The decision to have weight-loss surgery is highly personal and it is not an easy option or a decision that people make lightly. It is essential to have a comprehensive understanding of the various types of weight-loss surgery and to have a surgeon and/or specialist nurse explain in detail the risks of any procedure as well as possible long-term side effects. A dietician can also provide useful insight into the practical impact side to life after surgery.
Prior to making the final decision it is also very useful to have a consultation with a psychologist with a knowledge of bariatric surgery and weight management. The consultation should include a detailed assessment of your history and current situation to understand the factors that have contributed to your particular difficulties with food and weight. It also offers a forum for you to reflect on the information you have received from bariatric clinics to support you while you make your own decision about proceeding with surgery. Weight-loss surgery can be an effective tool but it can be far less effective and even increase risk of complications if it relied on to force change in your behaviours around food. A psychologist can help you start to learn how to work with your body to enhance the outcomes of surgery before you have the procedure and certainly assist you in the months and even years afterwards to achieve lasting behavioural change.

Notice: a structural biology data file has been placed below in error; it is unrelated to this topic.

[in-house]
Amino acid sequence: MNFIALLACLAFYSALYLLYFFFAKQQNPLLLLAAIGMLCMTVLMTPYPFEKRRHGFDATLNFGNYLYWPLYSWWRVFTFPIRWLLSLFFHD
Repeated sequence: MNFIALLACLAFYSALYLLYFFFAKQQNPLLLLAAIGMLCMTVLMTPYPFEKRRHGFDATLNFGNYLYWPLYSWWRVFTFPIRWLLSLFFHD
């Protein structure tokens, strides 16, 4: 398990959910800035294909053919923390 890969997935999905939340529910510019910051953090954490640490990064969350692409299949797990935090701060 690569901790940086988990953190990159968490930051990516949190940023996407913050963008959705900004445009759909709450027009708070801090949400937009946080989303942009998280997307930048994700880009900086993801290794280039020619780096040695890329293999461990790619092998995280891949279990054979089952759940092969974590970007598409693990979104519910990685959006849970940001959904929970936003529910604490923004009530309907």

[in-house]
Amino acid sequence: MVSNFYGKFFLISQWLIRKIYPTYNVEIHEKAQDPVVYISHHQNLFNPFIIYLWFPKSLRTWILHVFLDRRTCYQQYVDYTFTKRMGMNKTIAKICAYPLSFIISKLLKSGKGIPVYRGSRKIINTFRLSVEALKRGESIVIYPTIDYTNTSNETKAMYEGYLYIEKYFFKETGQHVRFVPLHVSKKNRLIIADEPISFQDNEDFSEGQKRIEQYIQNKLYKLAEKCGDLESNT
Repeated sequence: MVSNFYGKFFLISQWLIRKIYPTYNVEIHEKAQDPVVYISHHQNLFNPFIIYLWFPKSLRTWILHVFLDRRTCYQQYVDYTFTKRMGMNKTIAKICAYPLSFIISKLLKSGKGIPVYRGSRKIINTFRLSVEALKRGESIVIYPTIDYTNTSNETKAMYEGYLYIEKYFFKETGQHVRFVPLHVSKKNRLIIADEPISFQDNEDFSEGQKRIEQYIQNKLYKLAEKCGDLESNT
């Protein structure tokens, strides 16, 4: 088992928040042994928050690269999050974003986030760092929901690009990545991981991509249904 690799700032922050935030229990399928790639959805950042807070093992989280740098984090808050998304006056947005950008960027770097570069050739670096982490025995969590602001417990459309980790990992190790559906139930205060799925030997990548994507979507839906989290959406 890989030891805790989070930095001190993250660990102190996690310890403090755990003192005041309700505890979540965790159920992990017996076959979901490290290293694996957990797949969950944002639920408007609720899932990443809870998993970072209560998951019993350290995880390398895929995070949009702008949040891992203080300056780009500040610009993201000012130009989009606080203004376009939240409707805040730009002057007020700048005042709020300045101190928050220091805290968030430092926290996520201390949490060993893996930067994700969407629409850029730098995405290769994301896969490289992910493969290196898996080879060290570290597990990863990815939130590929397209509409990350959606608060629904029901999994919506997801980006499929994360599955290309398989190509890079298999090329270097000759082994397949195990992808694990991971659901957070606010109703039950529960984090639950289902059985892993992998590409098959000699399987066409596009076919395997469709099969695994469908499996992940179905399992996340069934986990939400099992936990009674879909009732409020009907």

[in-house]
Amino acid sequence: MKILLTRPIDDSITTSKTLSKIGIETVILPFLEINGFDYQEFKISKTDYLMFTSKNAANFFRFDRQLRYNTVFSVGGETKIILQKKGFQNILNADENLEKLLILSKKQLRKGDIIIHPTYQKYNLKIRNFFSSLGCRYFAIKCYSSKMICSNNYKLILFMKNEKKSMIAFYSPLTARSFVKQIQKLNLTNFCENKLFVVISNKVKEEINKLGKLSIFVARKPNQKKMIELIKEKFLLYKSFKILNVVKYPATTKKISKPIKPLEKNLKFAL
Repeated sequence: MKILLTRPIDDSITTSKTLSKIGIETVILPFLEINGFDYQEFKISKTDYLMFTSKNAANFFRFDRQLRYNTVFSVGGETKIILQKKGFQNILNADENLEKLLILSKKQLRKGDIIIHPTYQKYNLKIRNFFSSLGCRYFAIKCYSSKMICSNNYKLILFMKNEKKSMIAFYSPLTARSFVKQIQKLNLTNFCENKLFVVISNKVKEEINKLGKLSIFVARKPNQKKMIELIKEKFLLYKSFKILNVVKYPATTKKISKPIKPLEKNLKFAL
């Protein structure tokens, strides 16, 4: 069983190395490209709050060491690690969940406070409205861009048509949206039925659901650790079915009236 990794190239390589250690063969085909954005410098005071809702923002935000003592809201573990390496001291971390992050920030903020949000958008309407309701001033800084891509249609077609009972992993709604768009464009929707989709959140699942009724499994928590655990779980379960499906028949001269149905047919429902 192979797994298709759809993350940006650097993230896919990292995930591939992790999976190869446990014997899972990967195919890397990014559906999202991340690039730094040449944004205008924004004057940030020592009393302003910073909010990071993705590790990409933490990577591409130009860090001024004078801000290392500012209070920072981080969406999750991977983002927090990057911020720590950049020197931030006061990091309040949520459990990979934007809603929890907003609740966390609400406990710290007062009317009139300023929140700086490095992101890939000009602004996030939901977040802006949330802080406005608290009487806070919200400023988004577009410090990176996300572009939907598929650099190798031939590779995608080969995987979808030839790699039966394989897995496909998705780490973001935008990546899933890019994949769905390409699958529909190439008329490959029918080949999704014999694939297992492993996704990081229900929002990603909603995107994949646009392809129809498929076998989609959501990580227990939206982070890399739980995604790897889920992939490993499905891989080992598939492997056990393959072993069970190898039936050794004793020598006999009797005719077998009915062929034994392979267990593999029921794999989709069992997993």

Some people are surprised to find that achieving their weight-loss goals brings additional difficulties after surgery. There is some research that has found that there is a risk of developing addictions in other areas such as gambling and alcohol use if there is not support to address underlying psychological issues. It can be very confronting to achieve significant weight loss and some people need help to adjust their body-image and adapt to life in a smaller body. For some people mental health struggles can become more apparent when they lose weight and find that they benefit from psychological therapy to address these issues.
Psychological work to support weight-loss surgery is highly individual but can include the following:
A reflective space to explore the decision to have surgery and to plan ways to enhance your ability to achieve your goals.
A comprehensive assessment of your particular difficulties with food and introduction to research-based strategies to promote change.
Motivational enhancement strategies and a comprehensive relapse-prevention plan to help you commit to behavioural change and achieve your goals in the long-term.
Support to cope with the impact of losing a significant amount of weight.